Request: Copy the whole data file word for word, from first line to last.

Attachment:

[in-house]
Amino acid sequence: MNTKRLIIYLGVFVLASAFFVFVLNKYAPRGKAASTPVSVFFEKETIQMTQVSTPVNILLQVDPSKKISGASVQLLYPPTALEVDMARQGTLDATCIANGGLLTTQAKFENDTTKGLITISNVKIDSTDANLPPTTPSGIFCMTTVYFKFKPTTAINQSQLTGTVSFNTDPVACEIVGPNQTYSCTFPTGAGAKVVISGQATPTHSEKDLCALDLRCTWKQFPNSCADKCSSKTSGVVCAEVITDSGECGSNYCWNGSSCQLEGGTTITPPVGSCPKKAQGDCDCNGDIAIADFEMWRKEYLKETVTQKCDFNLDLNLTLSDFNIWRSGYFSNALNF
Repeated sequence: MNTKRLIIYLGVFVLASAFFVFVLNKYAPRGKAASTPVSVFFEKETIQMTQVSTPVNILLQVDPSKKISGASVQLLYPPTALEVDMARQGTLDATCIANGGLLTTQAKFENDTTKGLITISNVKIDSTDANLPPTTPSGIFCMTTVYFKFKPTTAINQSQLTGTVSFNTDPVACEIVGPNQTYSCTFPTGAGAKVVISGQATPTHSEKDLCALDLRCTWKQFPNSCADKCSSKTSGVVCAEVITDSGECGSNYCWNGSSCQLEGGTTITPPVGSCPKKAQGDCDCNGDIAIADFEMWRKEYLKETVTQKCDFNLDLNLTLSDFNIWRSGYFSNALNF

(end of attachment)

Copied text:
[in-house]
Amino acid sequence: MNTKRLIIYLGVFVLASAFFVFVLNKYAPRGKAASTPVSVFFEKETIQMTQVSTPVNILLQVDPSKKISGASVQLLYPPTALEVDMARQGTLDATCIANGGLLTTQAKFENDTTKGLITISNVKIDSTDANLPPTTPSGIFCMTTVYFKFKPTTAINQSQLTGTVSFNTDPVACEIVGPNQTYSCTFPTGAGAKVVISGQATPTHSEKDLCALDLRCTWKQFPNSCADKCSSKTSGVVCAEVITDSGECGSNYCWNGSSCQLEGGTTITPPVGSCPKKAQGDCDCNGDIAIADFEMWRKEYLKETVTQKCDFNLDLNLTLSDFNIWRSGYFSNALNF
Repeated sequence: MNTKRLIIYLGVFVLASAFFVFVLNKYAPRGKAASTPVSVFFEKETIQMTQVSTPVNILLQVDPSKKISGASVQLLYPPTALEVDMARQGTLDATCIANGGLLTTQAKFENDTTKGLITISNVKIDSTDANLPPTTPSGIFCMTTVYFKFKPTTAINQSQLTGTVSFNTDPVACEIVGPNQTYSCTFPTGAGAKVVISGQATPTHSEKDLCALDLRCTWKQFPNSCADKCSSKTSGVVCAEVITDSGECGSNYCWNGSSCQLEGGTTITPPVGSCPKKAQGDCDCNGDIAIADFEMWRKEYLKETVTQKCDFNLDLNLTLSDFNIWRSGYFSNALNF